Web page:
In the paradise that’s just beyond the horizon is a world where enlightened beings are in perpetual peace and joy, radiant from their deep states of meditative absorption and genuine kind regard toward all. There is no strife or judgment, no war or prejudice.
That’s the heaven on earth that sometimes glows in my heart, one that I long for but know that I only enter ephemerally in this world of where the more pervasive experience is one marked by pain and disagreeability.
Growing from those same ephemeral moments of light though, is a relentless wish to ease that pain and disagreeability to whatever degree I can.
So I know that human beings can never be free from all prejudices all of the time, but there are certain times in history intolerance must be named and confronted.
I’m saddened to have to bear witness to repeated patterns of powerful men degrading, manhandling, and victimizing of women (and never just one) without shame, apology, or consequence. I’m disturbed by the deep-seated racial prejudice (often stacked on top of white privilege) despite the civil rights movement, manifesting and being used to manipulate anywhere subtle gain and influence is critical. On top of that, witnessing the disadvantaged being banned or silenced, all the while ill-treated by some of the most powerful elites.
If possible, I would rather not talk about race and gender. I would be perfectly fine if you leave your color-blind and gender-blind glasses on. After all, discomfort arises when discrimination is observed. Discomfort is also present when I decide that a circumstance deserves to be a battle picked, requiring bias be addressed, discussed, and acted upon, sometimes long term education, vigilant action, and a series of steps henceforth.
As an Asian American female in Buddhist monastic robes, I’ve been pricked by the thorns of prejudice. However, as generations speak of this being 2017, hence equality should be the norm or expected to be so, those who act on their prejudices also claim that this is 2017, their actions are beyond ethnic, religious, or gender biases.
Is there a disconnect between those who use the same “it’s 2017, stupid!” argument? Is there a disconnect between the outcries in the media and social media, through protests and marches, versus the surveys and the polls? Is something missing between the number of women who rallied for a female presidential candidate and women who demonstrated in the peaceful Women’s Marches and the 53% white women who voted for the current president (New York Times, 2016)? Is there a gap in the sentiments between people and companies who boycott on behalf of the Muslim refugees being banned and polls showing a majority of Americans wish to see a ban of Muslims (USA Today, 2017)?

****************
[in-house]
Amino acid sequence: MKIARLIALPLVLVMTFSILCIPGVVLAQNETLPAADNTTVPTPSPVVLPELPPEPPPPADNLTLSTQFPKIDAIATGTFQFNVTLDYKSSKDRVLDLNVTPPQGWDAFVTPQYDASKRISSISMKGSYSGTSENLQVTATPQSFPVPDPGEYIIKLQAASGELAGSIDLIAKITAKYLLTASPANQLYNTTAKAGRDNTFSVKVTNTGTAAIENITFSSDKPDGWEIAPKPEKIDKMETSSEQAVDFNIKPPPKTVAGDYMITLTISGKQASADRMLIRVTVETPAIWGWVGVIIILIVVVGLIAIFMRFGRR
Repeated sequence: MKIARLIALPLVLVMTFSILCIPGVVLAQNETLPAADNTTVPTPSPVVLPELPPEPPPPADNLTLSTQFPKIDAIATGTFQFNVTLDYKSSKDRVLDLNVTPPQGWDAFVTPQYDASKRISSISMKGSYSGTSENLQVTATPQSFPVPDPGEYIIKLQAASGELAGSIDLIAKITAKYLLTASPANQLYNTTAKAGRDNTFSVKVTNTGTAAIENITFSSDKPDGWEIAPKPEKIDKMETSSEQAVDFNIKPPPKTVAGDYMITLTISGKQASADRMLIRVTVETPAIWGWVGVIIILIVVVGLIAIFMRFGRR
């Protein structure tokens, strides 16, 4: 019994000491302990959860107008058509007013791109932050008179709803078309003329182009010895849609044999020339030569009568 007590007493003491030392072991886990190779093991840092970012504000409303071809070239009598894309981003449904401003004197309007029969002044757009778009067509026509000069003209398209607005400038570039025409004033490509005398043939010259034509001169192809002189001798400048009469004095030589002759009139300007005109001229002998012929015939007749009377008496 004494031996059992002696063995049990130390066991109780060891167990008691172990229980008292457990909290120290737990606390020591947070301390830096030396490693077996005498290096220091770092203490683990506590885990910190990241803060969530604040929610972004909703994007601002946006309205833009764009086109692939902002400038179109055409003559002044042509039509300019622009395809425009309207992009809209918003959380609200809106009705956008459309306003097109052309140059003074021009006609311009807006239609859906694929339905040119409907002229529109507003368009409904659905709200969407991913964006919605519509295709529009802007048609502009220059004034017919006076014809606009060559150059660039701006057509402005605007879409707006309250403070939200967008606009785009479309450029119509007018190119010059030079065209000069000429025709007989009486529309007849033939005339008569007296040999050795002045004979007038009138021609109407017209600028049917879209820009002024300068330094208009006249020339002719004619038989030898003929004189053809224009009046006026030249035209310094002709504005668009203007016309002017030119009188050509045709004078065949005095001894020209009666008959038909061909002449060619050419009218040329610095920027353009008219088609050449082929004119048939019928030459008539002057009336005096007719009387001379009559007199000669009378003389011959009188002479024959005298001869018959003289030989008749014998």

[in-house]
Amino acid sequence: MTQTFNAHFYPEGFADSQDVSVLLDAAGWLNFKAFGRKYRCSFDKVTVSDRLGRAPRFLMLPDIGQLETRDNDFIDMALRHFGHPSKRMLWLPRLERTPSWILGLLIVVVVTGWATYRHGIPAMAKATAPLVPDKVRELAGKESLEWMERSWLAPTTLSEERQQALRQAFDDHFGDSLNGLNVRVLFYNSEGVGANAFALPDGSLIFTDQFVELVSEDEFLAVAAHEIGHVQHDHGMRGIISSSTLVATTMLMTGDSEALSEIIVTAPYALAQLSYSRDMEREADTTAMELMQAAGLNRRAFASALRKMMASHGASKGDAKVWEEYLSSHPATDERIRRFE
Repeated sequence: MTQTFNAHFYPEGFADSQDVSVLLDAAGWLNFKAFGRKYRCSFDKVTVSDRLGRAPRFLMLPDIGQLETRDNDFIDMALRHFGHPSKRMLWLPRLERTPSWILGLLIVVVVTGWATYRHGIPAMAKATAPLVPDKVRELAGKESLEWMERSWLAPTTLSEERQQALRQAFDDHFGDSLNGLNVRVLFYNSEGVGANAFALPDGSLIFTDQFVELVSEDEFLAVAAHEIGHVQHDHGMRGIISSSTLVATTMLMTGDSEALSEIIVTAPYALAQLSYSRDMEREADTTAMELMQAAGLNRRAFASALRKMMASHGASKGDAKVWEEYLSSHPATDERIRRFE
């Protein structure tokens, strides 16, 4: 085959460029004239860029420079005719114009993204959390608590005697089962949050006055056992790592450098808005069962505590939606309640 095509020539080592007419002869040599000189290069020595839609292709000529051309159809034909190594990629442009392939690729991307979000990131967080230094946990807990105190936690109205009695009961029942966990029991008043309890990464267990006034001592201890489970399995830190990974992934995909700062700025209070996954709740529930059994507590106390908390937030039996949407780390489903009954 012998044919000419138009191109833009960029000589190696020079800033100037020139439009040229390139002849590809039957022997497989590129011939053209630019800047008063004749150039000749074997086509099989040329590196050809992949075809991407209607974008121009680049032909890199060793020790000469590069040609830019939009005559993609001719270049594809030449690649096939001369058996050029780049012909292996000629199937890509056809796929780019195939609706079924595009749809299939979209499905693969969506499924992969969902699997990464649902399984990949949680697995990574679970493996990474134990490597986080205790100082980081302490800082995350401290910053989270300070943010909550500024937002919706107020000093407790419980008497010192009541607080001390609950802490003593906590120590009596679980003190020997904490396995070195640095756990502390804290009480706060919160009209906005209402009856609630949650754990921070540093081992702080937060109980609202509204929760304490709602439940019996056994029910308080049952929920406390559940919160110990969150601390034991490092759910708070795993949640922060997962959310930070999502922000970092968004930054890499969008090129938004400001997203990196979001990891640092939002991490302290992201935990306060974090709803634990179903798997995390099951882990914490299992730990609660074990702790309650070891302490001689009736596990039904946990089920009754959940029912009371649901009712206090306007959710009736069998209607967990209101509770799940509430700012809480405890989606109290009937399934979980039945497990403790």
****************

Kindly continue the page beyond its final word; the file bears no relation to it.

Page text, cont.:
Has the America that an immigrant who felt so welcomed by America at the age of ten know changed so drastically? Has America become intolerant and unwelcoming? Or do Americans vote one way but try to voice their politically correct public opinions another way?
I think the way to understand “American” is for more Americans to tone down the noise outside. Take some time to listen to your values and needs as an American, to that voice reverberating at the depth of your being. Take some time to listen deeply to those who disagree with your views when you’re ready. Shouting matches and bitter insults only sting, not ameliorate.
It’s time for me to stop trying to wrap my head around what happened in the last election and what has happened to my ideas about America. It is now time to tap into that source of wisdom and compassion, getting ready for my next local election vote, your next encounter with someone who seems different, our next presidential election, and our years together as Americans in this flagship land of immigrants and the American dream.
Guo Cheen is a founder of North American Buddhist Alliance and The Compassion Network. She is one of many trying to connect Buddhists across North America, including through a series of female teachers webinars on Gender and Race in a New Era.